The new album (less than six months on from the debut) is “Inside The Flesh Hotel”- they’re both on Alive Natural Sounds- and is a step up from the debut in song quality. There is a real depth to the material that unravels and entrances on repeated listens. There’s a grubby glamour, a pallid and bloodless ache amid songs of loss and betrayal and joy and solace. It’s barely been off my turntable since it arrived.

They’re on tour in Europe as we speak; unfortunately there’s only the one UK date in London. Hopefully that’ll be corrected next time around.

Beechwood are;

Gordon Lawrence (guitar/vox),
Isa Tineo (drums/vox)
Sid Simons (bass/vox)

Joe Whyte

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Thursday, 24 May 2018

Back to the seventies

I love a bit of Dr Feelgood, and I’m equally enamoured with a  great deal of the pub rockers that predated punk, but when the plaudits are thrown at them as being some sort of sole chain in the link that took us from the bloated stadium rockers to the year zero snarl of punk I get a bit uppity.

What about glam rock?

Bowie, Roxy Music, Slade, Mott the Hoople, Marc Bolan, and so many more, were right there at the birthing of punk rock, and their DNA is stamped throughout the wailing of the nascent scene.
With their chart topping hits they most definitely influenced punk far more than a band playing on a Friday night in the local boozer purely by dint of having that greater reach.

Mick Jones was a Mott fanatic, everyone loved Bowie, would we have the Stooges success in the UK without him?

How about Bolan and the Damned?

And on the subject of Bolan this musical is looking rather good.

 20th Century Boy is currently mid run with these dates still to come.

14-16 June  LLANDUDNO
21-23 June  WYCOMBE SWAN

As a primary school kid I would religiously watch Marc Bolan on tv. I'd pour over newspapers to see what shows he would be on and commandeer the tv for the duration of his appearance.
I was a fanatic, and my bedroom was a shrine to him.
Too young to have been caught up in Bolanmania I didn't really care as it was still going on in my head.
Other kids didn't get it, but even at this young age I was already used to being out of step with my peers.

The lads were all into football, but I was wondering if I could get away with wearing eye make up. Everyone wanted to stay up and see the Sweeny, but I was more likely to be sneaking a peak at Monty Python.

When it was announced that he was playing Glasgow my head exploded.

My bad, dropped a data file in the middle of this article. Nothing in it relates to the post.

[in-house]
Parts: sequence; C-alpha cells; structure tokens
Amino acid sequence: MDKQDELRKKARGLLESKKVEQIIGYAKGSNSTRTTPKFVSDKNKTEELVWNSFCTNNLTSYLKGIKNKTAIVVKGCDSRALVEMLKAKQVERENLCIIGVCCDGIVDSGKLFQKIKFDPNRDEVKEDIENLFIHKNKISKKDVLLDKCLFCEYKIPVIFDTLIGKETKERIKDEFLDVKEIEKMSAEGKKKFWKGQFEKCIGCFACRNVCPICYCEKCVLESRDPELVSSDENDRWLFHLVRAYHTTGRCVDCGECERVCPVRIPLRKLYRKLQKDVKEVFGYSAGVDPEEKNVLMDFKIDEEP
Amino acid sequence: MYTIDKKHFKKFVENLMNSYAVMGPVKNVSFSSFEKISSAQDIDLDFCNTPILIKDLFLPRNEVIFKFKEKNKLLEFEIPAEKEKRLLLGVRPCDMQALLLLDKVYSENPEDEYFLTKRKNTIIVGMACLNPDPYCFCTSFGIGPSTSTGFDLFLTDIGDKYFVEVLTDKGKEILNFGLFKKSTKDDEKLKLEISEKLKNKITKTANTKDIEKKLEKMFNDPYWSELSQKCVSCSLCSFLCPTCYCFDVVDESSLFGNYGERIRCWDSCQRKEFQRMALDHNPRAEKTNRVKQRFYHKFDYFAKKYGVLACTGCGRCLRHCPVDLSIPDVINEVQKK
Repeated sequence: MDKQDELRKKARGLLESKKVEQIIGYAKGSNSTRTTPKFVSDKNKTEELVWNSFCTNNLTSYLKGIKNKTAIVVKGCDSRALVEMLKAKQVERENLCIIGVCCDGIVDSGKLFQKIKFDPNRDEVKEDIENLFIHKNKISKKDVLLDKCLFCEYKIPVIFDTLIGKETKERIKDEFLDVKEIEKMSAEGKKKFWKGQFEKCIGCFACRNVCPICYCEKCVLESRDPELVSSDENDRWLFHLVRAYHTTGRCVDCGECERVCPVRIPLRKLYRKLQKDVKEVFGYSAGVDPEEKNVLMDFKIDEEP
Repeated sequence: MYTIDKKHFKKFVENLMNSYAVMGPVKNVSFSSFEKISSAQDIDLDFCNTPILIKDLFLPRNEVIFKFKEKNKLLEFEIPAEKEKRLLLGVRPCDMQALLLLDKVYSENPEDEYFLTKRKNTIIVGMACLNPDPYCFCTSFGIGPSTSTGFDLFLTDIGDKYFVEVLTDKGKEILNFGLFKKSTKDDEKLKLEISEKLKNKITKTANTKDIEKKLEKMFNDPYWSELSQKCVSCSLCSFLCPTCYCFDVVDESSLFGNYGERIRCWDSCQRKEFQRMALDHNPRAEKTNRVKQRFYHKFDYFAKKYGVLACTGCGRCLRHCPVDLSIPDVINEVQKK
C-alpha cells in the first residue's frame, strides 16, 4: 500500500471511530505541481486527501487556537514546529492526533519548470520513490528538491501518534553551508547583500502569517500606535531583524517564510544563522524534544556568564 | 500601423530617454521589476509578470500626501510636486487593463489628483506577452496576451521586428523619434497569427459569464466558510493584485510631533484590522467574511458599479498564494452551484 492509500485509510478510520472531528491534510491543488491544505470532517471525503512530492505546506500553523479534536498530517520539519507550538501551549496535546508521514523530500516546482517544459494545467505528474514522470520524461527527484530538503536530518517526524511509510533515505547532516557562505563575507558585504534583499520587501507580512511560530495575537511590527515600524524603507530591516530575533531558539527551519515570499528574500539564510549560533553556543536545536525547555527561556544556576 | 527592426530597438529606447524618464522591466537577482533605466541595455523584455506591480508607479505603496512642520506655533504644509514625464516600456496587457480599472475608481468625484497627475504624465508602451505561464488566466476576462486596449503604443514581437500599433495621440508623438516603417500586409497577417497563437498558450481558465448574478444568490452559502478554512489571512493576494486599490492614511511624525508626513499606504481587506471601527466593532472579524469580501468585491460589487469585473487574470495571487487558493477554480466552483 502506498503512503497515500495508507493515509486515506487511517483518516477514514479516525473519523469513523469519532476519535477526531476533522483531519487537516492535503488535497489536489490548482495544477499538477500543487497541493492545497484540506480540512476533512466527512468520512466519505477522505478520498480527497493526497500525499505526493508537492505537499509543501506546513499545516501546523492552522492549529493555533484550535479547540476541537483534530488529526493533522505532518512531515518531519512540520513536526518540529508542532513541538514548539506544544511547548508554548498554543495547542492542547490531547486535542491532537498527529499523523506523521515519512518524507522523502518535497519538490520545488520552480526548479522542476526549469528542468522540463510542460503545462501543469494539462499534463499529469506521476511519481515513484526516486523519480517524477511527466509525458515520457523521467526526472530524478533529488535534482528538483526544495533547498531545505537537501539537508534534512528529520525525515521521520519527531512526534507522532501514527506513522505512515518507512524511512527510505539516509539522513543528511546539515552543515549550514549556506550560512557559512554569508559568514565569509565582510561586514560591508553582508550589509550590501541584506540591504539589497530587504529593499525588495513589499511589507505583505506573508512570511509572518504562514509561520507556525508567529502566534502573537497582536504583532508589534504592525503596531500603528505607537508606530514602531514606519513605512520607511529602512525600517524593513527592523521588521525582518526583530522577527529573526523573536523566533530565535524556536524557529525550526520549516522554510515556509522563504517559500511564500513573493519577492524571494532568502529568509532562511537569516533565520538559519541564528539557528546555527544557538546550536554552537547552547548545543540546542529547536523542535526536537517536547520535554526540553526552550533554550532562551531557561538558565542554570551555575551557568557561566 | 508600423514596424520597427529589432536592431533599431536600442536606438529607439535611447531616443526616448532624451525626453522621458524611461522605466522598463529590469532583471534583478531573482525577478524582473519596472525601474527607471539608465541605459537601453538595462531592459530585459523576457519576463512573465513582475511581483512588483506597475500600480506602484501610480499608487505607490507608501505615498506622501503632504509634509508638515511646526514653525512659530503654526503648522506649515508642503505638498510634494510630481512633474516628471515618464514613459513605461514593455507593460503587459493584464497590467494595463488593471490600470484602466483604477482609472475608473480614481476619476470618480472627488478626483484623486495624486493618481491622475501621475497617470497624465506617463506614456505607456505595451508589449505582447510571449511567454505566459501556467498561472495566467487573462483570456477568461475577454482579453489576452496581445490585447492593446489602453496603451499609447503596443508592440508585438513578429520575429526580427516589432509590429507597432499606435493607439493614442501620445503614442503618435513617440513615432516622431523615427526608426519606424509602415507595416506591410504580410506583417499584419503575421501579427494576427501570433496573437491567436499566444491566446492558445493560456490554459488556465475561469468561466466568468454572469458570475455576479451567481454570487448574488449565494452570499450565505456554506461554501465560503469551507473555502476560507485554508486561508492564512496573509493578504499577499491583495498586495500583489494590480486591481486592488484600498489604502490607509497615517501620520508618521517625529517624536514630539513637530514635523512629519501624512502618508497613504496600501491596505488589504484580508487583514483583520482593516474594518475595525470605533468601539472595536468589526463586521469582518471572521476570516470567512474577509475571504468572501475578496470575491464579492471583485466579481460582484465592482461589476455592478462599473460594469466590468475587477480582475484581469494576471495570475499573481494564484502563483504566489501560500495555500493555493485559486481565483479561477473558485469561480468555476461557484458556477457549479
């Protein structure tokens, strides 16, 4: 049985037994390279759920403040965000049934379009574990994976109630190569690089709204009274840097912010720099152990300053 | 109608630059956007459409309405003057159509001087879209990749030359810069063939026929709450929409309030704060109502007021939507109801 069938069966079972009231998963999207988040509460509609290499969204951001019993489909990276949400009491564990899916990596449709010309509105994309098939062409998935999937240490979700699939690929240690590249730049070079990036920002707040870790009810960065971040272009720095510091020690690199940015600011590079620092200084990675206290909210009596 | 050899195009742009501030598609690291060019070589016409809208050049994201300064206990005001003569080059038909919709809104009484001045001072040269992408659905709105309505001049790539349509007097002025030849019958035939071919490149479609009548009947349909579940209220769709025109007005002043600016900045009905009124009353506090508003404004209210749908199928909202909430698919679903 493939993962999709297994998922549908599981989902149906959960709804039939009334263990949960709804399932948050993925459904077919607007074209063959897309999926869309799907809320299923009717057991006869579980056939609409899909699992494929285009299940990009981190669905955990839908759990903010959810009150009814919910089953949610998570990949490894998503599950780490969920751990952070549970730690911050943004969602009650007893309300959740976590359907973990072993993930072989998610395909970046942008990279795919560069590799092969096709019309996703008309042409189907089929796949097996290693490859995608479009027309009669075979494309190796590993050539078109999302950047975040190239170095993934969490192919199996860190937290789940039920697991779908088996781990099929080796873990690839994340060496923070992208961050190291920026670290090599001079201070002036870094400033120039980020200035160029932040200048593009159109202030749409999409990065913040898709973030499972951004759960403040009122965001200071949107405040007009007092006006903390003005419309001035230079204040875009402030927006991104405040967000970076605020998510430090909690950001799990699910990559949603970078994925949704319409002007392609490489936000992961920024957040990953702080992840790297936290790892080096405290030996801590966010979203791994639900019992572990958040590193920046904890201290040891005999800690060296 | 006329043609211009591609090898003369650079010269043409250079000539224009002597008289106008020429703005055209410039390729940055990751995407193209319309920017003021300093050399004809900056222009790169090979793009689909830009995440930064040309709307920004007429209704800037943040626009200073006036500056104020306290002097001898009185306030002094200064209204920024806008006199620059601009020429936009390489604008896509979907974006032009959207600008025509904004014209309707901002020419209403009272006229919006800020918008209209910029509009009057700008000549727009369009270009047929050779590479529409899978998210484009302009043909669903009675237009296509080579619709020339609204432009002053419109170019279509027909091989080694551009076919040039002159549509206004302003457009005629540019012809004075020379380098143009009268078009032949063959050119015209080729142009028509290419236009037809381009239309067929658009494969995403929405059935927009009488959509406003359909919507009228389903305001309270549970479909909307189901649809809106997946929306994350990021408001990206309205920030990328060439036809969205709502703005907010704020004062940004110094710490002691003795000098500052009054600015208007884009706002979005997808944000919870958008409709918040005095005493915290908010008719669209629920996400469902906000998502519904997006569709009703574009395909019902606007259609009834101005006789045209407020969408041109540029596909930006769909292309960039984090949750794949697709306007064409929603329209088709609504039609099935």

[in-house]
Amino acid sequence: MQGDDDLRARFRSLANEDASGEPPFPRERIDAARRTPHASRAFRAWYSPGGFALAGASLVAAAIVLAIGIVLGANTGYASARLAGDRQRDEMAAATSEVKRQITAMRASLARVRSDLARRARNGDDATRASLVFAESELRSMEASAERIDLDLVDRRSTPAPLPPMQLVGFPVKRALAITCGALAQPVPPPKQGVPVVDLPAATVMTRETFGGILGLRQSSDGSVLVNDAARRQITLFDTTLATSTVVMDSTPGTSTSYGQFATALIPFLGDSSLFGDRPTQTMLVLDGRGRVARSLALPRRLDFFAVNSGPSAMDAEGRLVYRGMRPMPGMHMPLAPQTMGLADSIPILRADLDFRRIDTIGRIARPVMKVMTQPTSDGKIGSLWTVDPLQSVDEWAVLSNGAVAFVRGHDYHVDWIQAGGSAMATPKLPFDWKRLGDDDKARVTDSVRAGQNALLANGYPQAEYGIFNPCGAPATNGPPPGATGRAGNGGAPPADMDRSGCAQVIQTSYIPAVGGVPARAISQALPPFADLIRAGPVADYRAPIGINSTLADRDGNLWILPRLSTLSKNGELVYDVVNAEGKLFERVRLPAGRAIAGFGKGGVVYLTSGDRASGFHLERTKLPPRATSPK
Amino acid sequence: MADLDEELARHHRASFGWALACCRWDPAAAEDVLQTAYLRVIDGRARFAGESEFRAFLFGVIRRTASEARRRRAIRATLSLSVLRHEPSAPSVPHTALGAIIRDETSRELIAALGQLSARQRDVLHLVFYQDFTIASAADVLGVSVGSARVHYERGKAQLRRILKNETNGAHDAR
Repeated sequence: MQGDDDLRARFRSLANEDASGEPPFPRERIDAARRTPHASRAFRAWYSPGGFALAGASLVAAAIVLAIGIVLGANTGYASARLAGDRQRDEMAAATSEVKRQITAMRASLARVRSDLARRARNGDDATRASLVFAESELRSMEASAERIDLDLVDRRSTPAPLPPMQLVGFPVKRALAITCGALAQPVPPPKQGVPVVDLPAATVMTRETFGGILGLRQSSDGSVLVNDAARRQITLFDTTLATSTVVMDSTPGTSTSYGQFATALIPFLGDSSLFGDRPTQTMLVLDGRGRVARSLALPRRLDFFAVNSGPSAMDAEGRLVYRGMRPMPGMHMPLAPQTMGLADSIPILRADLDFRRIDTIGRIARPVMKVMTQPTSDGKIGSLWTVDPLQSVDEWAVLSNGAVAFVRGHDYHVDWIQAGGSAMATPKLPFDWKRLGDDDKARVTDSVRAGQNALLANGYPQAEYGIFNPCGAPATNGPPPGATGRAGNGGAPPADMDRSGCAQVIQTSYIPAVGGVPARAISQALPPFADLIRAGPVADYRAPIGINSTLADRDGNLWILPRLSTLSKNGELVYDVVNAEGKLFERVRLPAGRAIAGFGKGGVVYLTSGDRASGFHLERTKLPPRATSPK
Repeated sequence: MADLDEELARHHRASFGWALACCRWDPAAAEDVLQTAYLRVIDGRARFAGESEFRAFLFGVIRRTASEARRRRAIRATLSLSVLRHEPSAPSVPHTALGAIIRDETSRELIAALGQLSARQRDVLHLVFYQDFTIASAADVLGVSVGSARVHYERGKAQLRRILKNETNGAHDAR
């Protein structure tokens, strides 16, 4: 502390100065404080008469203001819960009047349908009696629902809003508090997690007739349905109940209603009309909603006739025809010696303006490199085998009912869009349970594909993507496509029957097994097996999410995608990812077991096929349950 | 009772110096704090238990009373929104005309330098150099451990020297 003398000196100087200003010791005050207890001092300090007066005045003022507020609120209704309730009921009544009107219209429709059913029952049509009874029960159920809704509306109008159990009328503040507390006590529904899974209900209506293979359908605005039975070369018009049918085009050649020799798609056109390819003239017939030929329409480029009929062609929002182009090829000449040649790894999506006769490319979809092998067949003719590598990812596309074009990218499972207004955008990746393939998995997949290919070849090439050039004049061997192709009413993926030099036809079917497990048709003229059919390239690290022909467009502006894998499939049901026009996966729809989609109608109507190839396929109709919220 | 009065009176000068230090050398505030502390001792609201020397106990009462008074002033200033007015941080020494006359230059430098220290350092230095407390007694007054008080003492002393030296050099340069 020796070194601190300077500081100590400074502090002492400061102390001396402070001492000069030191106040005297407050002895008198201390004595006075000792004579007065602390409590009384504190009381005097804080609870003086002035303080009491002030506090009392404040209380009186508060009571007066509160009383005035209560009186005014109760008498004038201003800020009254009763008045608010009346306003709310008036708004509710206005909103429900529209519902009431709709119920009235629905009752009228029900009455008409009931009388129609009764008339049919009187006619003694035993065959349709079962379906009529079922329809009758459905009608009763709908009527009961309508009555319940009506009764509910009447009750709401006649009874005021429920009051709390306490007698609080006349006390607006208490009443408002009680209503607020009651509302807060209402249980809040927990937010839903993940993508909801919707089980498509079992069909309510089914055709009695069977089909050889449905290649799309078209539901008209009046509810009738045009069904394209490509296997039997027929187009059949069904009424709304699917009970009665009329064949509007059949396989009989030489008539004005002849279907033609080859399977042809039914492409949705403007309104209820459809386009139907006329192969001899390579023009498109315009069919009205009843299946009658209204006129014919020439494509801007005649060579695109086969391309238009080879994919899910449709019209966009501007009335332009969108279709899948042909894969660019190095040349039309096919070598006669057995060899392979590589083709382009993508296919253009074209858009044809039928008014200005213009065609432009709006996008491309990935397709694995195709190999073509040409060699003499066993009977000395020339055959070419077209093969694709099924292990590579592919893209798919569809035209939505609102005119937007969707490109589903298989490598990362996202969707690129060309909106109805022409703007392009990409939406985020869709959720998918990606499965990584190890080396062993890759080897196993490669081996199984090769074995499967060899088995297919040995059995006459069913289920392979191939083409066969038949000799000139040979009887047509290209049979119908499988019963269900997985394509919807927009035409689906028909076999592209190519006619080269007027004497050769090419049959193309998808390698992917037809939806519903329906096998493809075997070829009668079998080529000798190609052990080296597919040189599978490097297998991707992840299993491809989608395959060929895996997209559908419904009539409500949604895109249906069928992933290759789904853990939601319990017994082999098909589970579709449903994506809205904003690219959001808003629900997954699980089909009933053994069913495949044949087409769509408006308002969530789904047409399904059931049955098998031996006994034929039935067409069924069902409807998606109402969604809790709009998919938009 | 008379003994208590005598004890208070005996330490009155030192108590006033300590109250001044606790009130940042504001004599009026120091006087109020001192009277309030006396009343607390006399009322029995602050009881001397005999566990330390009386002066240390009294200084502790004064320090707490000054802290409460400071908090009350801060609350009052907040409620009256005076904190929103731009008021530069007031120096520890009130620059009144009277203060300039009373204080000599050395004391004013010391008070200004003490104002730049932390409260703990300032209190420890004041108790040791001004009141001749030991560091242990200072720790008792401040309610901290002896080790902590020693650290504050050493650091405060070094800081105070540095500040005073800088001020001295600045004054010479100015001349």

March 12, 1977 – Apollo Theatre, Glasgow (supported by The Damned)

I was ten years old, and with some determination I set out to have my parents let me go, or take me.
Tears before bedtime followed tantrums as my pleading fell on deaf ears.
To be fair no parents were allowing ten year olds to go to gigs alone, and if any took their kids then I don't remember it happening.
My childish mind couldn't understand why they wouldn't accommodate my need to see my idol though.
It especially struggled with resentment when the news of his death knocked me for six as the awareness that I would never see him settled in.
In hindsight all is forgiven. Or nearly all because if I'm honest there's a tiny little kernel of resentment still lodged in a corner of my mind.

Still, this looks like it could provide some closure.

The critical reviews are positive, and the more important public reaction is even better.

I guess I might need to look the glitter out.

Wait! That isn’t enough love for the seventies being shown?

Well how about this.

Holy Holy will be back next year.


The first time Kelly and I seen Holy Holy it ranked up there as one of those "you should have been there" gigs.
The ensemble cast of musicians delivered a spectacular, and emotionally charged, performance that left those attending appreciating that they had seen something very special indeed.
Unfortunately our second experience failed to hit similar heights. It was a perfect storm scenario that sucked a great deal of fun from attending.
Hiked ticket prices impacted on the turn out, the seating put in place at the last minute to make it look busier just served to provide a dead space front of the stage, and while Glenn valiantly soldiered on with a cold affecting his vocals the Academy's notoriously poor sound was sabotaging his efforts throughout.
"Ziggy" comes a close second to "Hunky Dory" as my favourite Bowie album and the opportunity to see Holy Holy do it in its entirety was something that had me giddy with excitement for months leading up to it, but the reality ultimately left me feeling deflated.
Tickets for this one are however being sold far in advance of the event which may well address the poor uptake from last time, and the show has returned to the ABC which most definitely suits it better.
That's two positives to consider, and on balance I think we will go back for a third bite of Holy Holy.
Fingers crossed that health issues are avoided and this time we get the Ziggy material delivered in a manner that sends jolts of electricity up and down our spines.